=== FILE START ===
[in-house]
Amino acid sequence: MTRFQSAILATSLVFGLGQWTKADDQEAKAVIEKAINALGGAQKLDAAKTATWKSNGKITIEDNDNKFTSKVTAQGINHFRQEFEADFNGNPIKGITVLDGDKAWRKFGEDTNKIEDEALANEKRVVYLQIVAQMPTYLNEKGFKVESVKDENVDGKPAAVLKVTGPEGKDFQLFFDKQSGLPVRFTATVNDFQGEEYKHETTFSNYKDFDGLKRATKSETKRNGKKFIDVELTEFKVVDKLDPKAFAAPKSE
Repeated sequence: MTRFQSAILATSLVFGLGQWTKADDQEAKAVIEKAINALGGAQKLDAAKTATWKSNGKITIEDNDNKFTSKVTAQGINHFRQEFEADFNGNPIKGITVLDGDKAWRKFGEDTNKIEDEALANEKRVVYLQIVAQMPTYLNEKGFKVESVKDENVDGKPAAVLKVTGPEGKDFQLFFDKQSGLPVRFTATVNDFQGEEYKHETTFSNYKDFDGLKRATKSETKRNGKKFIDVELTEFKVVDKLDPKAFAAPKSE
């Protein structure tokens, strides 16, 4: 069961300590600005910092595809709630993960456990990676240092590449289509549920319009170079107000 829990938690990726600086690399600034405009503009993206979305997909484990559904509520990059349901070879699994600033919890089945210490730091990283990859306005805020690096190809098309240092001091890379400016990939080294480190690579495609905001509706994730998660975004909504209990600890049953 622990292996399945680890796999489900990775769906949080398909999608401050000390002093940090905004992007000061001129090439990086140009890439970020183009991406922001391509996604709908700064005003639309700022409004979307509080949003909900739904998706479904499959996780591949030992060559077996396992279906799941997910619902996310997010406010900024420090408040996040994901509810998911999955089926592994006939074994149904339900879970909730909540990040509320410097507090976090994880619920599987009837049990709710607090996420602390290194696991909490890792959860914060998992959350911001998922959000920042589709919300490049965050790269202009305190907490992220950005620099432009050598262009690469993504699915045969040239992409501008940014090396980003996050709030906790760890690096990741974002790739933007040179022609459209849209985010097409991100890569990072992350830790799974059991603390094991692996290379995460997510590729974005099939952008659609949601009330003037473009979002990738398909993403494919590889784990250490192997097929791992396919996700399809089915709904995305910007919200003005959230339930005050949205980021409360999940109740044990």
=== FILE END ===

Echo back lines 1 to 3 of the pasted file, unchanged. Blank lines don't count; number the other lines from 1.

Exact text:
[in-house]
Amino acid sequence: MTRFQSAILATSLVFGLGQWTKADDQEAKAVIEKAINALGGAQKLDAAKTATWKSNGKITIEDNDNKFTSKVTAQGINHFRQEFEADFNGNPIKGITVLDGDKAWRKFGEDTNKIEDEALANEKRVVYLQIVAQMPTYLNEKGFKVESVKDENVDGKPAAVLKVTGPEGKDFQLFFDKQSGLPVRFTATVNDFQGEEYKHETTFSNYKDFDGLKRATKSETKRNGKKFIDVELTEFKVVDKLDPKAFAAPKSE
Repeated sequence: MTRFQSAILATSLVFGLGQWTKADDQEAKAVIEKAINALGGAQKLDAAKTATWKSNGKITIEDNDNKFTSKVTAQGINHFRQEFEADFNGNPIKGITVLDGDKAWRKFGEDTNKIEDEALANEKRVVYLQIVAQMPTYLNEKGFKVESVKDENVDGKPAAVLKVTGPEGKDFQLFFDKQSGLPVRFTATVNDFQGEEYKHETTFSNYKDFDGLKRATKSETKRNGKKFIDVELTEFKVVDKLDPKAFAAPKSE